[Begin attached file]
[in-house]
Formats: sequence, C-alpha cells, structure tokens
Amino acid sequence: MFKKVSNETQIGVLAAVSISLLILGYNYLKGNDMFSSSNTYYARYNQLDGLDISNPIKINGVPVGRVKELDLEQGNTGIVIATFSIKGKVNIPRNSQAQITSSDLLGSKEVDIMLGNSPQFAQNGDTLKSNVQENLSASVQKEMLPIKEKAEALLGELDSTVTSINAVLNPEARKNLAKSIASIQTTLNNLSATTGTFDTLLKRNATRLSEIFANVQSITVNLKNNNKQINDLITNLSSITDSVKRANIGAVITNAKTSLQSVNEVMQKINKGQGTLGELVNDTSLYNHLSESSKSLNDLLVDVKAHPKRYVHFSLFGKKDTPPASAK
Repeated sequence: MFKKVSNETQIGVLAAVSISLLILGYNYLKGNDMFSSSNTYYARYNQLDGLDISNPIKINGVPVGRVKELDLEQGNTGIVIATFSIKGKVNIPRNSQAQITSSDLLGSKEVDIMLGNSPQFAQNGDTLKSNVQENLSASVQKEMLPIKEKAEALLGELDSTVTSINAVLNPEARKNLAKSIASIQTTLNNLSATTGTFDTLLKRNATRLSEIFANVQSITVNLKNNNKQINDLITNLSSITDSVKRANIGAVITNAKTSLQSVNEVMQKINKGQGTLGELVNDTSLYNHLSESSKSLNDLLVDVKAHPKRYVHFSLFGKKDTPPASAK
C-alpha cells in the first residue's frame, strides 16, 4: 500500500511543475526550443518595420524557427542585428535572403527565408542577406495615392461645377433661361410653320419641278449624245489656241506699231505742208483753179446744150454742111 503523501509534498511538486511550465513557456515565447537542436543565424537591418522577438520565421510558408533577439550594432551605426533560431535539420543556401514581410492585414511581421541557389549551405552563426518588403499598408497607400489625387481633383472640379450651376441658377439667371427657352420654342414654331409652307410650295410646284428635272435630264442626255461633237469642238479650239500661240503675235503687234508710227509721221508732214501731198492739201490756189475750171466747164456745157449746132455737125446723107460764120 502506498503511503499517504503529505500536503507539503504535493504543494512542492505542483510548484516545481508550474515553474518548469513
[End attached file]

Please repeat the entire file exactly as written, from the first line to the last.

[in-house]
Formats: sequence, C-alpha cells, structure tokens
Amino acid sequence: MFKKVSNETQIGVLAAVSISLLILGYNYLKGNDMFSSSNTYYARYNQLDGLDISNPIKINGVPVGRVKELDLEQGNTGIVIATFSIKGKVNIPRNSQAQITSSDLLGSKEVDIMLGNSPQFAQNGDTLKSNVQENLSASVQKEMLPIKEKAEALLGELDSTVTSINAVLNPEARKNLAKSIASIQTTLNNLSATTGTFDTLLKRNATRLSEIFANVQSITVNLKNNNKQINDLITNLSSITDSVKRANIGAVITNAKTSLQSVNEVMQKINKGQGTLGELVNDTSLYNHLSESSKSLNDLLVDVKAHPKRYVHFSLFGKKDTPPASAK
Repeated sequence: MFKKVSNETQIGVLAAVSISLLILGYNYLKGNDMFSSSNTYYARYNQLDGLDISNPIKINGVPVGRVKELDLEQGNTGIVIATFSIKGKVNIPRNSQAQITSSDLLGSKEVDIMLGNSPQFAQNGDTLKSNVQENLSASVQKEMLPIKEKAEALLGELDSTVTSINAVLNPEARKNLAKSIASIQTTLNNLSATTGTFDTLLKRNATRLSEIFANVQSITVNLKNNNKQINDLITNLSSITDSVKRANIGAVITNAKTSLQSVNEVMQKINKGQGTLGELVNDTSLYNHLSESSKSLNDLLVDVKAHPKRYVHFSLFGKKDTPPASAK
C-alpha cells in the first residue's frame, strides 16, 4: 500500500511543475526550443518595420524557427542585428535572403527565408542577406495615392461645377433661361410653320419641278449624245489656241506699231505742208483753179446744150454742111 503523501509534498511538486511550465513557456515565447537542436543565424537591418522577438520565421510558408533577439550594432551605426533560431535539420543556401514581410492585414511581421541557389549551405552563426518588403499598408497607400489625387481633383472640379450651376441658377439667371427657352420654342414654331409652307410650295410646284428635272435630264442626255461633237469642238479650239500661240503675235503687234508710227509721221508732214501731198492739201490756189475750171466747164456745157449746132455737125446723107460764120 502506498503511503499517504503529505500536503507539503504535493504543494512542492505542483510548484516545481508550474515553474518548469513